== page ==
Every time spring rolls around, there’s always that first perfectly temperate, blue-skied, wonderful day of the year. Whenever it arrives, without fail, I find myself proclaiming it the BEST DAY EVER. It can’t be the best day ever if it happens every single year! Aside from my excitability when it comes to weather (yes, I can and will discuss weather in casual conversation), last Sunday really was perfect. Apparently, the rest of Versailles thought so too, because droves of people were outdoors.
None of my 3 friends could come with me, so I explored on my own. But it’s all the same to me – I explore alone most of the time. It’s actually therapeutic for me, to wander around and observe beauty (and take pictures of it).
I made my way through town and towards the Petit Trianon, Marie Antoinette’s domain, comfortably removed from the main palace and all the strict rules and regulations that came with it. From here, she created a universe filled with romantic gardens and farm animals. When I explore this area of the grounds, I like to think that I can still feel her presence lingering.
The Petit Trianon is my favorite palace on the grounds (there are three in total). I love it for its more intimate size and relative simplicity. It was inspired by Greek architecture, which you can definitely see in the triangular shape above this door:
Whenever there’s a closed door in a castle or old mansion like this, I like to peek through the keyholes. All I could see through this one was a carpeted staircase.
An inspiration of mine, Georgianna Lane, recently had the opportunity to privately photograph the main palace and Trianon!!! What a dream come true, to have the entire place all to yourself! Check out her Instagram feed here.
I suspect that very few people take the time to fully explore the Trianon gardens, which I’m actually quite happy about because that means I get the whole place to myself! One of my favorite bits are the winding, stony pathways through a dense grove of trees, which is apparently called Snail Mountain. At first glance, it would seem like this section is off limits, but you can freely wander around to your hearts content. Some parts are high, some low, and some paths lead to dead ends. Somewhere near the center is a spiraling path that leads to nowhere – I’m assuming that’s where the name Snail Mountain came from. There’s also cave, which unfortunately is gated off now. There are roughly 5 entrances to this maze-like area, at least that’s how many I’ve discovered so far.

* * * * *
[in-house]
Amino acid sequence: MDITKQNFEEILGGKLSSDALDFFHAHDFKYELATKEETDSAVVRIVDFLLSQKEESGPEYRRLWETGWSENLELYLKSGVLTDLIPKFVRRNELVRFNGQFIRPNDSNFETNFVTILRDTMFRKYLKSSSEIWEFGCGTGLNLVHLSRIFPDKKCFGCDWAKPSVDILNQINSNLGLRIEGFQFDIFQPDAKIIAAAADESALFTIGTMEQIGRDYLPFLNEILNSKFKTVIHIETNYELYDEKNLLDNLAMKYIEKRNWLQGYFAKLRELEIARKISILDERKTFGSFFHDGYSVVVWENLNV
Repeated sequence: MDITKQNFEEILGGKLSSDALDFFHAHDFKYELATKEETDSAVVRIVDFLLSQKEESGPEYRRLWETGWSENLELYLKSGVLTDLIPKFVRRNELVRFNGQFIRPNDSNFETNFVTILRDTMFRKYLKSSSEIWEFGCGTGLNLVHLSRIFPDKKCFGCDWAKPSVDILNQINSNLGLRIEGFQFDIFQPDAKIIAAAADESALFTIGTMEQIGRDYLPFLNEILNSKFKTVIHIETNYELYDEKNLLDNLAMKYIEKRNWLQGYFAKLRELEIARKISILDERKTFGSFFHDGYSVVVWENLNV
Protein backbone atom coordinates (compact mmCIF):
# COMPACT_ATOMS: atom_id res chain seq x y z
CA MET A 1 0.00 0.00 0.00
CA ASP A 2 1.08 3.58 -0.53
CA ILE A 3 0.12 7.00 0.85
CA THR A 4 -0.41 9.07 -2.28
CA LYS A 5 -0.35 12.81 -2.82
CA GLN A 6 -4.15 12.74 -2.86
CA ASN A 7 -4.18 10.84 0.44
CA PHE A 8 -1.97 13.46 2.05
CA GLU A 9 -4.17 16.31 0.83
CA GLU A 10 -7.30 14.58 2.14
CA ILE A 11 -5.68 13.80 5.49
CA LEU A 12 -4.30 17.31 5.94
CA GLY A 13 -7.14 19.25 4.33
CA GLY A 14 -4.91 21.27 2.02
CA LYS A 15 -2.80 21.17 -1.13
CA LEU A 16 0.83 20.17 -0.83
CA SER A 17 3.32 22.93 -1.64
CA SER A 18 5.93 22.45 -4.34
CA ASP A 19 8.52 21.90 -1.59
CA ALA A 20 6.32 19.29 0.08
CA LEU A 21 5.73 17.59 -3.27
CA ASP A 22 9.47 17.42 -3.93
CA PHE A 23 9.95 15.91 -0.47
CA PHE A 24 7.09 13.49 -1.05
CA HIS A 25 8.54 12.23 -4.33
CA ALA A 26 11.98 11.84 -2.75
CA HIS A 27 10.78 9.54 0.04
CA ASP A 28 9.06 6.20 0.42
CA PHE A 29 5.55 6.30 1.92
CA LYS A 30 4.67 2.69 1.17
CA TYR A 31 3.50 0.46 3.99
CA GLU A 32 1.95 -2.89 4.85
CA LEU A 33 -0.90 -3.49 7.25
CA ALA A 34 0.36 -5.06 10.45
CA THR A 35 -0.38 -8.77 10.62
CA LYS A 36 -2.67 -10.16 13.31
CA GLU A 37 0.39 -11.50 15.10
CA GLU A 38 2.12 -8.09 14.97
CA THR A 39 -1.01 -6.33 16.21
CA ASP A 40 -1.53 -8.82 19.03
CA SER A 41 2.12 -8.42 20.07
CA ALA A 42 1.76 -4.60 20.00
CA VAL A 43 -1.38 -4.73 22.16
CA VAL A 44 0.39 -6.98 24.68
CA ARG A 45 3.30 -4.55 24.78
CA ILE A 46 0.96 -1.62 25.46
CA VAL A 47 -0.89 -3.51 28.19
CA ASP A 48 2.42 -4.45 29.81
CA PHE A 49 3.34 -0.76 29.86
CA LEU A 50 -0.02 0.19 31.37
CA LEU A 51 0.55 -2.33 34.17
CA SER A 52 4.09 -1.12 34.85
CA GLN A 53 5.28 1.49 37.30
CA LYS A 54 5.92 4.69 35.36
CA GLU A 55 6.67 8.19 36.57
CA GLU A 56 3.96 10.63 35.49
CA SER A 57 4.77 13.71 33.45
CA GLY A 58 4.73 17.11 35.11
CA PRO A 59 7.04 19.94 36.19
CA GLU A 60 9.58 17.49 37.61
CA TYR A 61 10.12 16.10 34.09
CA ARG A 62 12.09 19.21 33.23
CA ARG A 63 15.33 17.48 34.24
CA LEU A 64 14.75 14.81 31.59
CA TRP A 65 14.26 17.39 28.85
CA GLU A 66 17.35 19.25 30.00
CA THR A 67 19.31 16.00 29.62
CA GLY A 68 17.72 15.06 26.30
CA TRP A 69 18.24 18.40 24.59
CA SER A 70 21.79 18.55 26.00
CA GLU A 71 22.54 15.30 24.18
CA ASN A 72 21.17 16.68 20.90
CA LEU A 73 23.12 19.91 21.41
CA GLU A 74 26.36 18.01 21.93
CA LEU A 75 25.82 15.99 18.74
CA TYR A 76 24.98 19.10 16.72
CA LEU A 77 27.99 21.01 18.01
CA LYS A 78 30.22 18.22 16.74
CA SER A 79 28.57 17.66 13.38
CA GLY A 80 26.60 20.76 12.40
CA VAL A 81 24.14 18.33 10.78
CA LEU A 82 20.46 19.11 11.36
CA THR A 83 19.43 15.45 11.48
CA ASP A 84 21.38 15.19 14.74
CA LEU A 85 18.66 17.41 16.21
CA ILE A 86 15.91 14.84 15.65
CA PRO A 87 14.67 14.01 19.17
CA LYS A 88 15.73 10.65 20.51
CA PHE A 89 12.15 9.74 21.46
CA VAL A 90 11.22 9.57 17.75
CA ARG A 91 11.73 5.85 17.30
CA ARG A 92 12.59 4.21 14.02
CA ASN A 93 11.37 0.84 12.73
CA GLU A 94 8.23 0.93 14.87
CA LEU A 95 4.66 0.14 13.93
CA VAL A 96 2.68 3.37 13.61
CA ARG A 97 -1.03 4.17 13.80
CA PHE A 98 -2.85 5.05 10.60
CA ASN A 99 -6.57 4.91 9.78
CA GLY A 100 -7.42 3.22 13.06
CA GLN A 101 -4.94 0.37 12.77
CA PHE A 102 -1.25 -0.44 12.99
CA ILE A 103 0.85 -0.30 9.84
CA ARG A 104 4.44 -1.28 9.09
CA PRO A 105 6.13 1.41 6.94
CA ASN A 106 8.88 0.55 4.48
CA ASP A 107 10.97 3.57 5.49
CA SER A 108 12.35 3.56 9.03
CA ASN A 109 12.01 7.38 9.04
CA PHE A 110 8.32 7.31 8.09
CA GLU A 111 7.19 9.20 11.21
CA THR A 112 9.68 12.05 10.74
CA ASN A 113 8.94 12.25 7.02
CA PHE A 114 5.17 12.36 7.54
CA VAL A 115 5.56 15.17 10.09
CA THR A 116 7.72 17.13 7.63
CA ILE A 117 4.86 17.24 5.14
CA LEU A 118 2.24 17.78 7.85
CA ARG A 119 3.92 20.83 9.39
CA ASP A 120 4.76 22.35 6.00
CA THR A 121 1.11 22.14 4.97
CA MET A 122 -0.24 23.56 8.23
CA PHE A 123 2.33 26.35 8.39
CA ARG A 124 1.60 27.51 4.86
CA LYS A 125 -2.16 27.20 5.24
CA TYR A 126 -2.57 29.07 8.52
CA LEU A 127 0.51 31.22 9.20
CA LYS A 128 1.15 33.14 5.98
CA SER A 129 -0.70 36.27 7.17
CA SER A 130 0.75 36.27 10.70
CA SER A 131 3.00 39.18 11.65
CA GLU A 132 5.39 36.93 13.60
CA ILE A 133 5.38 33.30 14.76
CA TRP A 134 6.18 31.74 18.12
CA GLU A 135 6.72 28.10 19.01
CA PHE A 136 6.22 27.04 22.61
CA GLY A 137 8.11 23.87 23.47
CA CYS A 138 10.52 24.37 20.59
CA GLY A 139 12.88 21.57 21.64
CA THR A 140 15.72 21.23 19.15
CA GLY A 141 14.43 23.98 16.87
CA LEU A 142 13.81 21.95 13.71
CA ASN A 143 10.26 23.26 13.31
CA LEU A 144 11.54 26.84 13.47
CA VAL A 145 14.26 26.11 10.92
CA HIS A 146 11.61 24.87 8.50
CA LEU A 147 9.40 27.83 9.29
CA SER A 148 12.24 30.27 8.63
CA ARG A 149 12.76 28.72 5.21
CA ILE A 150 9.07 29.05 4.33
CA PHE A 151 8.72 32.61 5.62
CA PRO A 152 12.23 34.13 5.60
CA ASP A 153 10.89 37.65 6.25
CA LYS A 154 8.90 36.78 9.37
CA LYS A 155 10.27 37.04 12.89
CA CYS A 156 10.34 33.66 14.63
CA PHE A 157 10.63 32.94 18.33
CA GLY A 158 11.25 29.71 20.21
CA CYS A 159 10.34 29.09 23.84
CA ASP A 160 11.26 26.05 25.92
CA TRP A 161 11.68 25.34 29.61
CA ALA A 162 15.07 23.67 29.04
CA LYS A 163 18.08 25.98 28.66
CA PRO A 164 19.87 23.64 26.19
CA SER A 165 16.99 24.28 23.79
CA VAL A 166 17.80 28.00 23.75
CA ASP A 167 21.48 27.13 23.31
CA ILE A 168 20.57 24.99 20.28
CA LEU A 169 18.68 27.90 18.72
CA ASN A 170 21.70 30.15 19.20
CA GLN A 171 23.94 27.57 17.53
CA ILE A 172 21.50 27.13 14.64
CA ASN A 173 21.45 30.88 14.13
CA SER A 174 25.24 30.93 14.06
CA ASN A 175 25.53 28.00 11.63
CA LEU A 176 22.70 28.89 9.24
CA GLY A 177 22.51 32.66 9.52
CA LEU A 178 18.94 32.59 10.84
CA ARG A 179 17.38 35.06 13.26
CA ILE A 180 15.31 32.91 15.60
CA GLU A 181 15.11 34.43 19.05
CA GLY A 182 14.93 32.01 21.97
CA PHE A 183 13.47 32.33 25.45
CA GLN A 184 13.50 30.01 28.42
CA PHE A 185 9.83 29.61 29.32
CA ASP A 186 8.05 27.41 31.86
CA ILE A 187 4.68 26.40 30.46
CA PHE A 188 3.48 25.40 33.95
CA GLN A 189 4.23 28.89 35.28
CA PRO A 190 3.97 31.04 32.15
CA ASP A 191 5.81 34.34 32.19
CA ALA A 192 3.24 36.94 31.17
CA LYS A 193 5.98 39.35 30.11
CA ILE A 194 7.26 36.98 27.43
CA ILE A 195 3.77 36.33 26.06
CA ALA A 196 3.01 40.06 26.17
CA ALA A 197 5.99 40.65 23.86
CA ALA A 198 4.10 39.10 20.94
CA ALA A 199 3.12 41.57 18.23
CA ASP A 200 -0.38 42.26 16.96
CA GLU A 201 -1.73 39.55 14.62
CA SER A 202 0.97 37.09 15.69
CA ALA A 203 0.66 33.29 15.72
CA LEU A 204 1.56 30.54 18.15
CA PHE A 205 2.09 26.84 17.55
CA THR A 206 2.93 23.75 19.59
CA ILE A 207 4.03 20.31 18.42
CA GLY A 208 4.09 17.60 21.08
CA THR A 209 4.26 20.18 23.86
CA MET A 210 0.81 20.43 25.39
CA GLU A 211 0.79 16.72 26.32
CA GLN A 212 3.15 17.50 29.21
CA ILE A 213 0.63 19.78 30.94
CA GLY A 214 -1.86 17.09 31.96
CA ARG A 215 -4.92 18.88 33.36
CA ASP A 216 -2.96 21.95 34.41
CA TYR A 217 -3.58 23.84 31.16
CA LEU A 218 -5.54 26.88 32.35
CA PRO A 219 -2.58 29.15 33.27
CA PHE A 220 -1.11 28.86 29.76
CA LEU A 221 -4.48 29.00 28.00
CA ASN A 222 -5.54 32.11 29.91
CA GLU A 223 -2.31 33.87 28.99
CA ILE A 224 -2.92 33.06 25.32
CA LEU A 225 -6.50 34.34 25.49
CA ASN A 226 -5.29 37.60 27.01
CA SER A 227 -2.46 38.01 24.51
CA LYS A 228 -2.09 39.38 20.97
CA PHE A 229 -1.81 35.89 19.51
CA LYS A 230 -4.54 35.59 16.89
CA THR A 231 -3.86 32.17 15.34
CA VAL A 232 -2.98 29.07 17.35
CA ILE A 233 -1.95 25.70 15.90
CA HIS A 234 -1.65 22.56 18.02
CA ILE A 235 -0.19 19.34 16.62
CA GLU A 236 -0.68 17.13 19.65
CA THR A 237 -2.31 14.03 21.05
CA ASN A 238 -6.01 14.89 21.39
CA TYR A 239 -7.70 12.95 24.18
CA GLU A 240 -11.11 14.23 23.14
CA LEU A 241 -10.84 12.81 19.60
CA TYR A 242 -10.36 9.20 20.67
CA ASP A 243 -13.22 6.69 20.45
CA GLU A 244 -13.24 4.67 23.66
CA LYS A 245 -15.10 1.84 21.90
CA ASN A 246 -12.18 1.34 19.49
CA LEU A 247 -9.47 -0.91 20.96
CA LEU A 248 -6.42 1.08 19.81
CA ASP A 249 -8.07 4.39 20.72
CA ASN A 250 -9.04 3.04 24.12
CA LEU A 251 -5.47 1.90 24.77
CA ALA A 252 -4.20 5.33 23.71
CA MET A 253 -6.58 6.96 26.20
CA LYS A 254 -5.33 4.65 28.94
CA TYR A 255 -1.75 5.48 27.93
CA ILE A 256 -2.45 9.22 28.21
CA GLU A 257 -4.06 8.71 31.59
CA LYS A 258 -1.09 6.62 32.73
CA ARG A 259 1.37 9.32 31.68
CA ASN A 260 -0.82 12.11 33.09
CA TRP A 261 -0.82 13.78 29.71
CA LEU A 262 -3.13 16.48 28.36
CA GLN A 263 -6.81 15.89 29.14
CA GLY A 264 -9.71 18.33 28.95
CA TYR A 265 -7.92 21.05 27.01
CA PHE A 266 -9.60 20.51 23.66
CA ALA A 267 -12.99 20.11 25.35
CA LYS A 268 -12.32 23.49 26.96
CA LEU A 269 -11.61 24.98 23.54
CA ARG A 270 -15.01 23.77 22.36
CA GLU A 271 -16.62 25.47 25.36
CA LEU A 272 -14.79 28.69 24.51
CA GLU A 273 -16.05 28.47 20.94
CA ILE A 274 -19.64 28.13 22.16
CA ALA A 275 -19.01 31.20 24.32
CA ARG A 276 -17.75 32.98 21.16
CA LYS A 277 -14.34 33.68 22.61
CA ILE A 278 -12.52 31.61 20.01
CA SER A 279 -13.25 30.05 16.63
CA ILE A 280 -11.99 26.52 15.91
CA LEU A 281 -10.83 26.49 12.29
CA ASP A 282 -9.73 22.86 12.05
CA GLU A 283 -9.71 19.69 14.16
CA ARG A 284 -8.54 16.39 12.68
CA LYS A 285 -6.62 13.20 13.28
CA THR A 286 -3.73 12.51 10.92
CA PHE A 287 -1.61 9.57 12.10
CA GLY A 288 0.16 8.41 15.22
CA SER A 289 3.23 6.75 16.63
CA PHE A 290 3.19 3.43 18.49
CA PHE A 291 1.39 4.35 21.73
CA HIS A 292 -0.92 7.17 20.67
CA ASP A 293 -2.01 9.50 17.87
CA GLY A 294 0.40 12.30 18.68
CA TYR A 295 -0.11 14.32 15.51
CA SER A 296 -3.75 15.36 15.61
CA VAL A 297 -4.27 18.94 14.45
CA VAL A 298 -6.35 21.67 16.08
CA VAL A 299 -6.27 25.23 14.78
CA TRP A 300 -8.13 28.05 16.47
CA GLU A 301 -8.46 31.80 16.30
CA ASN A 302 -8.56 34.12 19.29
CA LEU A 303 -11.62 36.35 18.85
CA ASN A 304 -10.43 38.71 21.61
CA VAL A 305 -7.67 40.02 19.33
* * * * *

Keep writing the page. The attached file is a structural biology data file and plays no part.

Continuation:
Just on the edge of Snail Mountain is the Belvedere. I’m not sure what exactly it was used for, but it’s like an octagonal sunroom perched above a small lake. You can only view the Belvedere from the outside, but I can imagine myself in here: lounging on a chaise, sipping pink lemonade.
The Hamlet of the Queen: a play farm consisting of buildings that were designed to look as quaint and cute as possible, plus an assortment of farm animals – chickens, sheep, goats, rabbits, a really really fat pig, and some cows.
Whenever I come here I’m always reminded of Rococo paintings. Fragonard must have spent time here – the visual and thematic connections are just too uncanny! The curving trees, the obsession with pastoral life, and the romantic way nature is presented as wild and almost frothy…
My final stop was the Temple of Love, which Marie Antoinette could see from her bedroom in the Petit Trianon. There’s a weeping willow tree next to this. I don’t think it could be more romantic, even if it tried.
I’m going to miss being able to come here everyday. I feel like this garden is a part of me, and I’m a part of it. I will definitely return later in the spring and summer to capture how the garden changes!